One of the unique features of the proposed project will be a joint educational/outreach component. The program will be formally initiated in the second year of the project with the first year dedicated to program development and logistical planning. As presently envisioned, both research centers will work with their own state programs (MWC Watercourse Program and KWRRI Water Pioneers) to select a group of students to educate about sensors and CI and their potential applications. Students will be selected from economically depressed regions of each state: the 30 Appalachian counties in eastern Kentucky and the seven tribal regions of Montana. For the Water Pioneers program, this will be integrated into an existing summer program. A similar program will be implemented by MWC. As part of the program, students will become acquainted with sensor networks and data uploading and acquisition by accessing data from the HBS and FLBS web sites. The students will work with their instructors to select a potential site for installation of a sensor/data logger (e.g., HOBO). After the initial summer program, students will return to their respective communities and along with help from KWRRI or MWC staff, install the sensors. The students will maintain and upload the sensors data to HBS/FLBS sites during the rest of the summer and fall. Data from all student sites will be available in Excel files, and students will learn simple graphing programs and statistics to compare their sites with others. During the fall of their junior years, students will make presentations on their local projects at the annual meetings of each water institute.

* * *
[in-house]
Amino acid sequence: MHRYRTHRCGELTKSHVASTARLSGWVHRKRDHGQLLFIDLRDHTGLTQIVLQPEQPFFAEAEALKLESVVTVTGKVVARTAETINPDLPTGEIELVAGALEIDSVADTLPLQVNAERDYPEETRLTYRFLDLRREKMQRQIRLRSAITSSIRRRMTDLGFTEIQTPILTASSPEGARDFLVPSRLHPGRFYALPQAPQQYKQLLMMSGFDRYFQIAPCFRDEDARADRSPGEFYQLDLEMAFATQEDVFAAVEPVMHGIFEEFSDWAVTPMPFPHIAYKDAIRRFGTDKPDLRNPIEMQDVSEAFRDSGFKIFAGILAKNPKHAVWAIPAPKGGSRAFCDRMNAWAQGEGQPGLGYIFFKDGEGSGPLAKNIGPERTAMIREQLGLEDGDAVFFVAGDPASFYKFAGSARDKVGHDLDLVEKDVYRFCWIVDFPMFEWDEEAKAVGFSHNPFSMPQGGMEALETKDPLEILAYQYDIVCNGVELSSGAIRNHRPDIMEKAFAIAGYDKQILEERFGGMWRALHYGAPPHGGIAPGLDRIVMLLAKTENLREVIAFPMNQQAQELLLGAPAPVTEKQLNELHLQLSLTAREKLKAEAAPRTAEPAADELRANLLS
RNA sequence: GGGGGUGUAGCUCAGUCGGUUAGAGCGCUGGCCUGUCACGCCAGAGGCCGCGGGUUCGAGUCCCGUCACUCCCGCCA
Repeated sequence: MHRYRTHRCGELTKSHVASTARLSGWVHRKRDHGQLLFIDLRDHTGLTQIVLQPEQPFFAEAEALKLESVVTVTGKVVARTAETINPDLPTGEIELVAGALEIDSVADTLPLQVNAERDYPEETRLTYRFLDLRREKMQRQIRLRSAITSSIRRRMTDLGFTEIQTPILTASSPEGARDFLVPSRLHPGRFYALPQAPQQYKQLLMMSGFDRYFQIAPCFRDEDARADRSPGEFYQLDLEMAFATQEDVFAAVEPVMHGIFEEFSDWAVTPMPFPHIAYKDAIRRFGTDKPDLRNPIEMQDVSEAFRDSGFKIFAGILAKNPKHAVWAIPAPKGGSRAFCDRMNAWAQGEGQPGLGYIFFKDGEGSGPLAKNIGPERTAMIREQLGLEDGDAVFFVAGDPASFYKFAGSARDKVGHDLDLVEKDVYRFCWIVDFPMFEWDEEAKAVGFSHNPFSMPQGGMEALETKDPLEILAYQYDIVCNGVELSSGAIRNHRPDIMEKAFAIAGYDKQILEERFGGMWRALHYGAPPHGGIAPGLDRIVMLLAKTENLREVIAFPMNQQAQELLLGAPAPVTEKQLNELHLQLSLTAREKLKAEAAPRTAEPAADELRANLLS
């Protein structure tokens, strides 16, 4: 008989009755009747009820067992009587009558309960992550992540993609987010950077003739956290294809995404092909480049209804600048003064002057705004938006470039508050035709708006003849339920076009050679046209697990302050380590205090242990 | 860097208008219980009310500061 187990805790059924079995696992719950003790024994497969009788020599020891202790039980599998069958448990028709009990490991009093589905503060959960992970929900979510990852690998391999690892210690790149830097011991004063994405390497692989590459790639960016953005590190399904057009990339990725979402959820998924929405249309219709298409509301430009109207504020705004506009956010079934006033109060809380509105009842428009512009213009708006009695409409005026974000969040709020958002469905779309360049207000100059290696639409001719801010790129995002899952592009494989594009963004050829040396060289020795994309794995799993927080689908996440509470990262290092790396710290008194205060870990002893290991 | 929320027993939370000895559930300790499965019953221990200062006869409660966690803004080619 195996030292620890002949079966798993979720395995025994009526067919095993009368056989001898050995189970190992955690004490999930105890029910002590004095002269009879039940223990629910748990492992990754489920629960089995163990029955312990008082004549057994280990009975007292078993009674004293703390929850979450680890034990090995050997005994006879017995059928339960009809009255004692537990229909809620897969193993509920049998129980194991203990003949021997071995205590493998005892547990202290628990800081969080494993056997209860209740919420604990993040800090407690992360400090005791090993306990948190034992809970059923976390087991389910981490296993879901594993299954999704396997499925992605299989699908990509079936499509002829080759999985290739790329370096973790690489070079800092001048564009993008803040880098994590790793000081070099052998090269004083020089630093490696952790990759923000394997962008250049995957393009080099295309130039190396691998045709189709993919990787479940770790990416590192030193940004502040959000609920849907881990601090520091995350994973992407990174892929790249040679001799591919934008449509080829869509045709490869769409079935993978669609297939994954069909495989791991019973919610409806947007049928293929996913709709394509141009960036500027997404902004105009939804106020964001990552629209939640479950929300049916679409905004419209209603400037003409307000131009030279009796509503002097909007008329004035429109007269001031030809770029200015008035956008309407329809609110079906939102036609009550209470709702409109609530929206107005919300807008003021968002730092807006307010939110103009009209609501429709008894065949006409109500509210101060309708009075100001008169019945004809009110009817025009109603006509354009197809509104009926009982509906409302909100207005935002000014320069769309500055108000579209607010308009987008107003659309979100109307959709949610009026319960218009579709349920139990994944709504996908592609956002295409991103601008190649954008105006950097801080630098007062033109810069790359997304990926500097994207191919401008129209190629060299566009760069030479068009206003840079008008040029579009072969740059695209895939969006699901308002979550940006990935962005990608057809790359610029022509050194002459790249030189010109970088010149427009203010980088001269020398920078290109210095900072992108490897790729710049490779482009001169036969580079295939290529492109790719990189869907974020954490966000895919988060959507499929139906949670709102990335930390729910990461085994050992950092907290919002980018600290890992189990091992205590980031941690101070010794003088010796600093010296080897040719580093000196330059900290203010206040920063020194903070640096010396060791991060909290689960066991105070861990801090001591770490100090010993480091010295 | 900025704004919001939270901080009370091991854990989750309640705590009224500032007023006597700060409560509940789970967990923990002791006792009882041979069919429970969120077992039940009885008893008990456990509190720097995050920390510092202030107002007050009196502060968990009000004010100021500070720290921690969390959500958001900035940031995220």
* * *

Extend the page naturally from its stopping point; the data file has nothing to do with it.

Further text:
Based on these presentations, eight students from each state will be selected to participate in a more advanced program during the summer before their senior year. This program will involve three components: 1) a joint week long experience at the University of Kentucky where students from each state will learn about environmental sensors, 2) a joint week long experience at the Hancock Biological Station, and 3) a joint week long experience at the Flathead Lake Biological Station.